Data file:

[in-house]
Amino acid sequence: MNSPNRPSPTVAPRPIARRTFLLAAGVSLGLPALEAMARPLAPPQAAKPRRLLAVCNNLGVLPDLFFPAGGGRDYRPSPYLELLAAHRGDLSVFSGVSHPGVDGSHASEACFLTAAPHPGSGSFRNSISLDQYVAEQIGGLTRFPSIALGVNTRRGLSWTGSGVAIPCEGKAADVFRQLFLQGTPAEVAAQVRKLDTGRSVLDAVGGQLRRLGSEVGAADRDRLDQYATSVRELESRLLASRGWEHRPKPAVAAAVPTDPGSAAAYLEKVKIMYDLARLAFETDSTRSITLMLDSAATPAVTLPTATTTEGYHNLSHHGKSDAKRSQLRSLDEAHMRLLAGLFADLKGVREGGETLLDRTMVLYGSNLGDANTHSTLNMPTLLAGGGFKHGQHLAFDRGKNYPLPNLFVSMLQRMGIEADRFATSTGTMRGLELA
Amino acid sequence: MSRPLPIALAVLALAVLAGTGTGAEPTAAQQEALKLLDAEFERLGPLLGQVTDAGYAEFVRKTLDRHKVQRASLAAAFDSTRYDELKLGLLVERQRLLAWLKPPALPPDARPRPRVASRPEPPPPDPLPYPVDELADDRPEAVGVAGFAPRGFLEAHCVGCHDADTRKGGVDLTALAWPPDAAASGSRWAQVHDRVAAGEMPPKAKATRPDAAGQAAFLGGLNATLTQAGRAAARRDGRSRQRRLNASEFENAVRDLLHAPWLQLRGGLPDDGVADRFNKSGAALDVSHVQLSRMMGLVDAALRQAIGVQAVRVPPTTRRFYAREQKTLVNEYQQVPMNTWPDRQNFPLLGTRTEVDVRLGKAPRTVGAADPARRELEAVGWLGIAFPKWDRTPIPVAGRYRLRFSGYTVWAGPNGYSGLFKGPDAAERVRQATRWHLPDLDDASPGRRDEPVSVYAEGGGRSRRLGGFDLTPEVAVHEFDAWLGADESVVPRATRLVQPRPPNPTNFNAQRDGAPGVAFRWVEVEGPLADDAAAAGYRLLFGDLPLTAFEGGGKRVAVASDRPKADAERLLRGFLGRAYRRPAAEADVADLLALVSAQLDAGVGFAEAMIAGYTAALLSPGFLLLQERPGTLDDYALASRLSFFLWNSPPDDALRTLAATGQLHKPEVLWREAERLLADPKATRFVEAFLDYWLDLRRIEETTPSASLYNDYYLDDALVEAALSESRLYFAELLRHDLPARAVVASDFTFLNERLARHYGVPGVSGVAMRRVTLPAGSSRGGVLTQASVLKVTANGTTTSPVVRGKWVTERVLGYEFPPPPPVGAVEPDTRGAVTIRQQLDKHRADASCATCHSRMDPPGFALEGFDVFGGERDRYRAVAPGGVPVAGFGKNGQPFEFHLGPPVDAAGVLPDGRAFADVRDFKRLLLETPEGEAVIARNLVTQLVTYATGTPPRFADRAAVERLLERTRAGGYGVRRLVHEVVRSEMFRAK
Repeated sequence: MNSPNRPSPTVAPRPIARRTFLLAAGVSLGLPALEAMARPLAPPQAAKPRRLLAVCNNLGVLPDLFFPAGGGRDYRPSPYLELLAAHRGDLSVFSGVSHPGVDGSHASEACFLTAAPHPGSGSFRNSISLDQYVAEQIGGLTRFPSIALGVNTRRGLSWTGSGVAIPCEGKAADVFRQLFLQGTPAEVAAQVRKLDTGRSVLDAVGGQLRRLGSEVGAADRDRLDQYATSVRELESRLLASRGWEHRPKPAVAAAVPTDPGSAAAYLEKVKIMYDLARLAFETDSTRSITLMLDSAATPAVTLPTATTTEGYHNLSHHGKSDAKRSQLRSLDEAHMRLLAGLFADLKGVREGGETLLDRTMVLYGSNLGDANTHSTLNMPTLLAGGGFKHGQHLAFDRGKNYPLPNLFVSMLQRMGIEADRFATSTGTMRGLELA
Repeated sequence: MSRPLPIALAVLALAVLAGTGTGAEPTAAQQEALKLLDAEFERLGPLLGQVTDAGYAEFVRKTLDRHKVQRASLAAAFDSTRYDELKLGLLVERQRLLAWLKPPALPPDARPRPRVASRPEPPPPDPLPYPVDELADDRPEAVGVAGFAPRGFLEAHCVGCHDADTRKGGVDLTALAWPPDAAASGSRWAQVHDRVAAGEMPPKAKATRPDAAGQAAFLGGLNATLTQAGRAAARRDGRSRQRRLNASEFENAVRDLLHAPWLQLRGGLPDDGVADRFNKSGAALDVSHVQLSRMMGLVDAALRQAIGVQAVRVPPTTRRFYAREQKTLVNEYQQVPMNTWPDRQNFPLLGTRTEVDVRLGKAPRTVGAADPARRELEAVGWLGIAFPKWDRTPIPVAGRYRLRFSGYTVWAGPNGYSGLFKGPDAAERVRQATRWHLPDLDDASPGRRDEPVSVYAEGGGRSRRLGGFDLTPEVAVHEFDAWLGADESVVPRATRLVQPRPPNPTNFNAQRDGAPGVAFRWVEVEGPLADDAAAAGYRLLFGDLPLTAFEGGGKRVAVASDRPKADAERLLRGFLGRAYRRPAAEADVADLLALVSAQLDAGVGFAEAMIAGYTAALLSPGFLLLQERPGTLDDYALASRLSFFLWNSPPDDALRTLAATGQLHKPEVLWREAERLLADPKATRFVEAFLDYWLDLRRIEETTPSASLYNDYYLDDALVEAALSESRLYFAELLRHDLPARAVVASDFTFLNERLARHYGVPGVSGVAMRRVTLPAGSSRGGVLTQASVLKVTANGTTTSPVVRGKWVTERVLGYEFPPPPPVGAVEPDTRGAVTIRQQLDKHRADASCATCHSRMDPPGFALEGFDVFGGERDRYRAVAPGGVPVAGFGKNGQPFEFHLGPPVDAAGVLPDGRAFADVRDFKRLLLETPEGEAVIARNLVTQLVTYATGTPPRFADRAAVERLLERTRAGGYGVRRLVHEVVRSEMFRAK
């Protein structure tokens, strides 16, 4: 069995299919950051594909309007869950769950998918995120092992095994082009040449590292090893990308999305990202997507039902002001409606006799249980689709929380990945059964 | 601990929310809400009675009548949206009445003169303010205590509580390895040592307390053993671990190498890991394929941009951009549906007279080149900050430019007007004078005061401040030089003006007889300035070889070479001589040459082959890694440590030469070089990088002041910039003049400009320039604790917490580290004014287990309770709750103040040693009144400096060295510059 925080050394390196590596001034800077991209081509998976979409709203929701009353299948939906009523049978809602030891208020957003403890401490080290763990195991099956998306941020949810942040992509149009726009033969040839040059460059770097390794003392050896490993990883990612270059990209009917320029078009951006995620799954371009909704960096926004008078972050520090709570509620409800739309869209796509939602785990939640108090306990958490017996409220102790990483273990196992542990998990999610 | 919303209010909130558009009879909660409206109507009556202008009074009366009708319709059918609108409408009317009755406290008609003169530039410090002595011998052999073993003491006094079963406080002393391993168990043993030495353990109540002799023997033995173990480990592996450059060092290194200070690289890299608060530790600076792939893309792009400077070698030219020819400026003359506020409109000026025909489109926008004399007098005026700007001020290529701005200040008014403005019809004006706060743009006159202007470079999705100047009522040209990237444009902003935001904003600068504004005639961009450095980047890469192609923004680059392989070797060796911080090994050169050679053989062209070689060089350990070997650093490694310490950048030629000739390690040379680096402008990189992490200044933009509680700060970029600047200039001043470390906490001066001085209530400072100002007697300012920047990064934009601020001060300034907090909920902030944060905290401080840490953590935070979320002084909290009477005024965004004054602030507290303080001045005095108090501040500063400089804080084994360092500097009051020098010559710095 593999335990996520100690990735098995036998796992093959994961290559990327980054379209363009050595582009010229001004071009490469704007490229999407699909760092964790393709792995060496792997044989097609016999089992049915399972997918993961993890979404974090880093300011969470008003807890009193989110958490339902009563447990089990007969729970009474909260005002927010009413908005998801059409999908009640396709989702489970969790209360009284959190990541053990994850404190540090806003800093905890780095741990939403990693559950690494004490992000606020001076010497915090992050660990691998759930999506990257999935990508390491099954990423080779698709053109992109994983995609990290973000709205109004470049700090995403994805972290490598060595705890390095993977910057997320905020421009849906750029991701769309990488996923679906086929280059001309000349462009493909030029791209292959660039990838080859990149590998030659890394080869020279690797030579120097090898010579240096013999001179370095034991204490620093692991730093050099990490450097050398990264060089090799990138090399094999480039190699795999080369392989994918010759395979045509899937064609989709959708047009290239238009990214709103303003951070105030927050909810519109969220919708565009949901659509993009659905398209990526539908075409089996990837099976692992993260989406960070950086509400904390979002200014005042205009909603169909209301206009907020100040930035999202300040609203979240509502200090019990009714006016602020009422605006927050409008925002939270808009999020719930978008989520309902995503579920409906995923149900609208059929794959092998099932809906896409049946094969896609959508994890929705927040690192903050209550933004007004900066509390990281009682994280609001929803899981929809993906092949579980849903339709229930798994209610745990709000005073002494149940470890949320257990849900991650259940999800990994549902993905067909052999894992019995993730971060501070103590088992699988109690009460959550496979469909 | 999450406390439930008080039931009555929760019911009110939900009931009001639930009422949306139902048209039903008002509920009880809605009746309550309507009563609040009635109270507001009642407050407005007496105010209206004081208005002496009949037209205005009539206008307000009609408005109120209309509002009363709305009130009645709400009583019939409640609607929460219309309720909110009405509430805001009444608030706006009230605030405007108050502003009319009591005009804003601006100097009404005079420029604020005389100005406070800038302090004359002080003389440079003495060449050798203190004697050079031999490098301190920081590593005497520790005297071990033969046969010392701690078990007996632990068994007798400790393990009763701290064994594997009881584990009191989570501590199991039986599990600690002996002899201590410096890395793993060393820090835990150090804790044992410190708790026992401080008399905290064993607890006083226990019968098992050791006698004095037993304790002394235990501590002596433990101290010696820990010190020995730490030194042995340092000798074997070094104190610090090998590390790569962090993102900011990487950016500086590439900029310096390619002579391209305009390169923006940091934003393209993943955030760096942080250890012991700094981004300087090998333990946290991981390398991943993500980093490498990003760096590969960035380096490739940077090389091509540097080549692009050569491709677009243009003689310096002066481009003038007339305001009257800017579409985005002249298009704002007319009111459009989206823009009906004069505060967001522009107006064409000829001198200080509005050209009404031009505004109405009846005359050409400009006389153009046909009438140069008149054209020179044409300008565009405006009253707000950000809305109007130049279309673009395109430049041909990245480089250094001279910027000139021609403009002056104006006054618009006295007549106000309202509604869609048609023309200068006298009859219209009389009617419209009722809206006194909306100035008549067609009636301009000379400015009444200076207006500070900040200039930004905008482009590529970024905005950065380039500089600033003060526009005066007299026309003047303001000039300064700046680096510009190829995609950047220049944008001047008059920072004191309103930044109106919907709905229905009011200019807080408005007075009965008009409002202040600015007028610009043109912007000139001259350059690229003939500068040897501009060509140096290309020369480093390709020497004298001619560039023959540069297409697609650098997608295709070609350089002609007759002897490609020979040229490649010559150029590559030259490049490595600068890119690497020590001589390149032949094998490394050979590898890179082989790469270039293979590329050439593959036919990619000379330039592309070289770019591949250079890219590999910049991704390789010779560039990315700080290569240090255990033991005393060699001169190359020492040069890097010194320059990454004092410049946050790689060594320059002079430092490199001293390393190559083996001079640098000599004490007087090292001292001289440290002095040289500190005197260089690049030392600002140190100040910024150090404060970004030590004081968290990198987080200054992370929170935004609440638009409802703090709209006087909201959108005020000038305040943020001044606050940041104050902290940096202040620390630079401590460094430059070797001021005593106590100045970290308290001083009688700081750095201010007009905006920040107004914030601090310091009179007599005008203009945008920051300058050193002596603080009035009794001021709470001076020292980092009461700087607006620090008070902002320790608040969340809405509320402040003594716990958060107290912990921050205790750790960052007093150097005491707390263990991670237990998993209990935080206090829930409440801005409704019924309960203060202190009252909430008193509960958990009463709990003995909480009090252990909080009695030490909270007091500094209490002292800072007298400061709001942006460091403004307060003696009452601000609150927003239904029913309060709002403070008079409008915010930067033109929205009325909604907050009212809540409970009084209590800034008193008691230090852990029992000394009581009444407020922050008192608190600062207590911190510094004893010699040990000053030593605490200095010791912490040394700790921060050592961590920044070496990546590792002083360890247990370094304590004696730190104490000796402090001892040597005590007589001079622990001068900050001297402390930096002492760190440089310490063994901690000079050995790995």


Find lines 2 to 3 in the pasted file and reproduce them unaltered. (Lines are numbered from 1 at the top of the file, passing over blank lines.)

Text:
Amino acid sequence: MNSPNRPSPTVAPRPIARRTFLLAAGVSLGLPALEAMARPLAPPQAAKPRRLLAVCNNLGVLPDLFFPAGGGRDYRPSPYLELLAAHRGDLSVFSGVSHPGVDGSHASEACFLTAAPHPGSGSFRNSISLDQYVAEQIGGLTRFPSIALGVNTRRGLSWTGSGVAIPCEGKAADVFRQLFLQGTPAEVAAQVRKLDTGRSVLDAVGGQLRRLGSEVGAADRDRLDQYATSVRELESRLLASRGWEHRPKPAVAAAVPTDPGSAAAYLEKVKIMYDLARLAFETDSTRSITLMLDSAATPAVTLPTATTTEGYHNLSHHGKSDAKRSQLRSLDEAHMRLLAGLFADLKGVREGGETLLDRTMVLYGSNLGDANTHSTLNMPTLLAGGGFKHGQHLAFDRGKNYPLPNLFVSMLQRMGIEADRFATSTGTMRGLELA
Amino acid sequence: MSRPLPIALAVLALAVLAGTGTGAEPTAAQQEALKLLDAEFERLGPLLGQVTDAGYAEFVRKTLDRHKVQRASLAAAFDSTRYDELKLGLLVERQRLLAWLKPPALPPDARPRPRVASRPEPPPPDPLPYPVDELADDRPEAVGVAGFAPRGFLEAHCVGCHDADTRKGGVDLTALAWPPDAAASGSRWAQVHDRVAAGEMPPKAKATRPDAAGQAAFLGGLNATLTQAGRAAARRDGRSRQRRLNASEFENAVRDLLHAPWLQLRGGLPDDGVADRFNKSGAALDVSHVQLSRMMGLVDAALRQAIGVQAVRVPPTTRRFYAREQKTLVNEYQQVPMNTWPDRQNFPLLGTRTEVDVRLGKAPRTVGAADPARRELEAVGWLGIAFPKWDRTPIPVAGRYRLRFSGYTVWAGPNGYSGLFKGPDAAERVRQATRWHLPDLDDASPGRRDEPVSVYAEGGGRSRRLGGFDLTPEVAVHEFDAWLGADESVVPRATRLVQPRPPNPTNFNAQRDGAPGVAFRWVEVEGPLADDAAAAGYRLLFGDLPLTAFEGGGKRVAVASDRPKADAERLLRGFLGRAYRRPAAEADVADLLALVSAQLDAGVGFAEAMIAGYTAALLSPGFLLLQERPGTLDDYALASRLSFFLWNSPPDDALRTLAATGQLHKPEVLWREAERLLADPKATRFVEAFLDYWLDLRRIEETTPSASLYNDYYLDDALVEAALSESRLYFAELLRHDLPARAVVASDFTFLNERLARHYGVPGVSGVAMRRVTLPAGSSRGGVLTQASVLKVTANGTTTSPVVRGKWVTERVLGYEFPPPPPVGAVEPDTRGAVTIRQQLDKHRADASCATCHSRMDPPGFALEGFDVFGGERDRYRAVAPGGVPVAGFGKNGQPFEFHLGPPVDAAGVLPDGRAFADVRDFKRLLLETPEGEAVIARNLVTQLVTYATGTPPRFADRAAVERLLERTRAGGYGVRRLVHEVVRSEMFRAK